Yes, statistically speaking, there is a negative correlation between belief in God and IQ. It may or may not have been true back in the days when monks were saving civilization, but it appears to be true today. From this, some people draw the conclusion that God is not likely to exist. This is not sound logic. It’s an understandable shortcut in a world where we don’t have time to investigate everything we hear, but this subject is potentially too important to deserve anything less than careful thought.
Consider that there is also a negative correlation between wealth and belief in God. People in wealthier countries are less religious than those in poorer countries. Within the U.S., people in wealthier states are less religious. What might be going on here?
Both money and intelligence – and I would strongly suspect other things like education level, physical strength, beauty, health, youth, popularity, etc. – are things that make a person feel self-sufficient, superior to others, and possibly meritorious. They feed one’s pride, a serious and very subtle kind of sin (especially for those who don’t think of themselves as proud). God’s message is not typically received as “good news” when one is “on top” in this life (there is an especially poignant demonstration of this in Mark 10:17-31). Especially difficult to accept is a God before whom we are equals, a God who is not impressed by a high IQ or a pretty face or a fat wallet. These things ultimately come from Him, not from our own merit. Throughout the Old Testament (e.g. Proverbs 3:34) and New Testament (e.g. James 4:6) we find the theme that God resists the proud and gives grace to the humble.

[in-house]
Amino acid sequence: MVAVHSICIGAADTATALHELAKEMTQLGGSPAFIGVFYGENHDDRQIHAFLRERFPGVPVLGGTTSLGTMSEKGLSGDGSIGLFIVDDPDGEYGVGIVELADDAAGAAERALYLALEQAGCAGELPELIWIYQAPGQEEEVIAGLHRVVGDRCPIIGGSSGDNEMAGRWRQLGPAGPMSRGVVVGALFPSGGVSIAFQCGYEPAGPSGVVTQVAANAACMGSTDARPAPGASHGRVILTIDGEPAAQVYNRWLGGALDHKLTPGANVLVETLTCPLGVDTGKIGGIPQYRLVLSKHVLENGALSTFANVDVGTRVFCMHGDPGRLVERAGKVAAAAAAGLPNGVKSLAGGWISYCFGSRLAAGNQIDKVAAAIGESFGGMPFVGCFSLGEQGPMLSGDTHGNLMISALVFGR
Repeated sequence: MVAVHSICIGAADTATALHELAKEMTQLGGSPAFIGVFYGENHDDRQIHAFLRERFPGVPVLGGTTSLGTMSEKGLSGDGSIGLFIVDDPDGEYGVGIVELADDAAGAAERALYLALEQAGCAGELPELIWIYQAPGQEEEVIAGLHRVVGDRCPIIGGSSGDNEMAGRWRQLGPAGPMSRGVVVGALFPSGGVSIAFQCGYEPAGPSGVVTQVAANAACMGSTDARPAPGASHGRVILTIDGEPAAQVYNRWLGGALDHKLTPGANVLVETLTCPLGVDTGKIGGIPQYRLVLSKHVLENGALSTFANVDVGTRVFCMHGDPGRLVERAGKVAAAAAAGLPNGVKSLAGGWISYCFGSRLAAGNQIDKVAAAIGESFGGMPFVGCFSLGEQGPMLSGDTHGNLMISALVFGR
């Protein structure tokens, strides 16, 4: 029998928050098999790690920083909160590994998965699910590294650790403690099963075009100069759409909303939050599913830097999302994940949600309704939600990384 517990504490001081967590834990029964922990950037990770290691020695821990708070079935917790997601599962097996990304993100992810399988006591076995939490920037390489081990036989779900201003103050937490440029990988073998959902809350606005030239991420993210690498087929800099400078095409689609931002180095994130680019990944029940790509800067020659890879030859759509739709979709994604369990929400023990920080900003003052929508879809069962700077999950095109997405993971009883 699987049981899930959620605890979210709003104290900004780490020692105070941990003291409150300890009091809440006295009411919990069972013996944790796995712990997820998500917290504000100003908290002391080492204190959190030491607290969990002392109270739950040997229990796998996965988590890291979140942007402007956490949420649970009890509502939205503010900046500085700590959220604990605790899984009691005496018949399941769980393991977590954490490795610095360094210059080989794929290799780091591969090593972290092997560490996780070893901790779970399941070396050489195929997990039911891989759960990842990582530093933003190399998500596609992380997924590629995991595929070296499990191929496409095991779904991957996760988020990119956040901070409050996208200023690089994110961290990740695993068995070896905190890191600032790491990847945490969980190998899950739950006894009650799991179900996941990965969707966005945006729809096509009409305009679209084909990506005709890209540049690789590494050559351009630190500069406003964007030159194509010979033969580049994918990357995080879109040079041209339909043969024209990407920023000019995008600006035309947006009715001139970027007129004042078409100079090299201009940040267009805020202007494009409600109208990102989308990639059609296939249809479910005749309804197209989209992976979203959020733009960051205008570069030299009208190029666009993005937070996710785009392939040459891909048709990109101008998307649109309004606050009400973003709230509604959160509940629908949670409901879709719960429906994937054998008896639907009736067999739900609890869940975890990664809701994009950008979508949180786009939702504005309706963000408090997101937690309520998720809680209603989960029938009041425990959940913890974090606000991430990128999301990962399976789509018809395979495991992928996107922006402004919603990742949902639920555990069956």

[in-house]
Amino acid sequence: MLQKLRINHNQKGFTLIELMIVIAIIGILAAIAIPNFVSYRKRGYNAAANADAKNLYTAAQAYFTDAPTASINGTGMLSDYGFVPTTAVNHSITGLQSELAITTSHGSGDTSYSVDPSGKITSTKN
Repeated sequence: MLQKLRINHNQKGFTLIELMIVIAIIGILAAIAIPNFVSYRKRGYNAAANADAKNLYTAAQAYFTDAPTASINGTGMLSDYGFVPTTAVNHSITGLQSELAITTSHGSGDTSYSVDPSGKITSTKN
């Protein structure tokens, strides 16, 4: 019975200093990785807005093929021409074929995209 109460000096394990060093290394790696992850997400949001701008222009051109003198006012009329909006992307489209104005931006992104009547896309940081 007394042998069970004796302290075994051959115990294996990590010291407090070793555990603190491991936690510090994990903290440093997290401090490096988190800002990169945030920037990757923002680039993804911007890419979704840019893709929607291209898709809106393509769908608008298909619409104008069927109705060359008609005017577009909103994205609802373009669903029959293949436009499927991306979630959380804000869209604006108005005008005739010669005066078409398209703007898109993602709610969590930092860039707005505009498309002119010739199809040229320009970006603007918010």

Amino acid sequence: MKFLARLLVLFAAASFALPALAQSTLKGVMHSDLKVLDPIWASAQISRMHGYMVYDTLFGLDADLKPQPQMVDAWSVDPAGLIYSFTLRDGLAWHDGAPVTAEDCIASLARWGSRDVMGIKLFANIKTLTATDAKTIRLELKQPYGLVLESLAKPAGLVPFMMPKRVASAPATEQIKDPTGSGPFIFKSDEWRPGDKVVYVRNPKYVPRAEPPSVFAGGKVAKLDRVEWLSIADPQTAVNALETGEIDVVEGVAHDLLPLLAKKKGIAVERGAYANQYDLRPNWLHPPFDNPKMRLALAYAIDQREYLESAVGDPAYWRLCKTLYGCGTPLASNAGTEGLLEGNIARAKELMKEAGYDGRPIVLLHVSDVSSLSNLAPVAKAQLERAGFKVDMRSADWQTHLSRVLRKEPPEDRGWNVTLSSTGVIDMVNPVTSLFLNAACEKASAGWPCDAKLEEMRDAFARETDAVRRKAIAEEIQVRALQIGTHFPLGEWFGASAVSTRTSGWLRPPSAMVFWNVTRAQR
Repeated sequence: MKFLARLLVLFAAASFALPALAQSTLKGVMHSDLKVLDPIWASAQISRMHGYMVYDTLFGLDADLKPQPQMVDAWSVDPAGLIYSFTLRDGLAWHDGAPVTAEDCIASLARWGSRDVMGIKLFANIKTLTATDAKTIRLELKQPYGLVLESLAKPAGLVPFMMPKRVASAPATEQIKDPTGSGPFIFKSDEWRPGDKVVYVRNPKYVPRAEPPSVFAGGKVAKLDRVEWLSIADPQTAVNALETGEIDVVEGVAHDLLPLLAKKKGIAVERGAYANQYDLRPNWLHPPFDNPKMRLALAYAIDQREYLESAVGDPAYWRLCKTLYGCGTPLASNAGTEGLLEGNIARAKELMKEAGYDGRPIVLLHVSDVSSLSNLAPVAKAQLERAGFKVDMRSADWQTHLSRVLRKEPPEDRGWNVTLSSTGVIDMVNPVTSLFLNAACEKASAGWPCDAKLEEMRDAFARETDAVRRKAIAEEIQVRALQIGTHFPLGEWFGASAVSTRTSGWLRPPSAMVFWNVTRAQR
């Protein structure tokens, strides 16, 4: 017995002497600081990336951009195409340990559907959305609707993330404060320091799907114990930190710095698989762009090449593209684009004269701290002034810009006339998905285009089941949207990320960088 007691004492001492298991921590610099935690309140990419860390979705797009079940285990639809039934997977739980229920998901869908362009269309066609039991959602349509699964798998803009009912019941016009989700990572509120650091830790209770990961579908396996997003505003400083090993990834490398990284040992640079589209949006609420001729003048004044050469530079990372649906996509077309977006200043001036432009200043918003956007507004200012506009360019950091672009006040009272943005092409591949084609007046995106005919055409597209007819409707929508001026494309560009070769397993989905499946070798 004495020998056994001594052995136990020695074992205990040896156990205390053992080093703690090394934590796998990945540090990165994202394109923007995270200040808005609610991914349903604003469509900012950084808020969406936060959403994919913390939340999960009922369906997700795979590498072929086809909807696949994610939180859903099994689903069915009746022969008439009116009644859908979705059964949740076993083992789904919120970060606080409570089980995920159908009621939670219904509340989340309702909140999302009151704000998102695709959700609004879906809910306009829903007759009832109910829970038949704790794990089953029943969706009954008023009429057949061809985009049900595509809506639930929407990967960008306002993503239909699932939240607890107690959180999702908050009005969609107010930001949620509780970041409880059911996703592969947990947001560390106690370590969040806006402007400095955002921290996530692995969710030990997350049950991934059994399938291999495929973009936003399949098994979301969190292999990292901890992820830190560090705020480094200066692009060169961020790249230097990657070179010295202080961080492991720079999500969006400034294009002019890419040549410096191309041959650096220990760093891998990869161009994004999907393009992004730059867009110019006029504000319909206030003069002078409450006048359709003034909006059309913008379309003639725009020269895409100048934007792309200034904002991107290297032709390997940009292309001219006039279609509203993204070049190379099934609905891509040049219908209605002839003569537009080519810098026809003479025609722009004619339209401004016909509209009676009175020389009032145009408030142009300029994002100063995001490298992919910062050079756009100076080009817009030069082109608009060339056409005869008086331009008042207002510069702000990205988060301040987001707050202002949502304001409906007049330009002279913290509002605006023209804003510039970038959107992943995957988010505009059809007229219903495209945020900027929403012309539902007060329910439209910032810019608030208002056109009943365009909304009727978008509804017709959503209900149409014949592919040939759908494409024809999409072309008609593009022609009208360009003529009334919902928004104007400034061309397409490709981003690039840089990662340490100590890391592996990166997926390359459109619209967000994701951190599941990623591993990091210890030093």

However, for someone poor (in any sense of the word), the idea that this life is not the whole story, that they have equal dignity to the rich or smart or strong, is good news. Indeed, it’s been quipped that the Gospel was sent “to comfort the afflicted, and afflict the comfortable”. I’d say that’s a pretty accurate assessment.
So, a correlation between IQ and faith (or anything else) can have many possible origins. However, once such a correlation takes hold, it can be self-reinforcing. People observe the correlation (which I’ve found to be obvious enough from personal experience) and it influences their conclusions (sometimes with prodding). Going against the grain begins to have a personal cost, one that is in some cases severe for Christians in academia. I would imagine the marketplace plays its part, too; I’ve noticed (anecdotally) that entertainment targeted at more intelligent folks tends to be, all other things equal, less flattering in its portrayal of religion.
Of course, all attempts to explain correlations or think about people’s motives for believing something, one way or the other, are just a distraction from the more pertinent question. Is the thing under consideration true or not? I hope that the rest of this website is helpful to readers in considering belief in God, and Christ specifically, on the merits. A correlation is just a correlation. Each of us is an individual and makes a choice which path to take.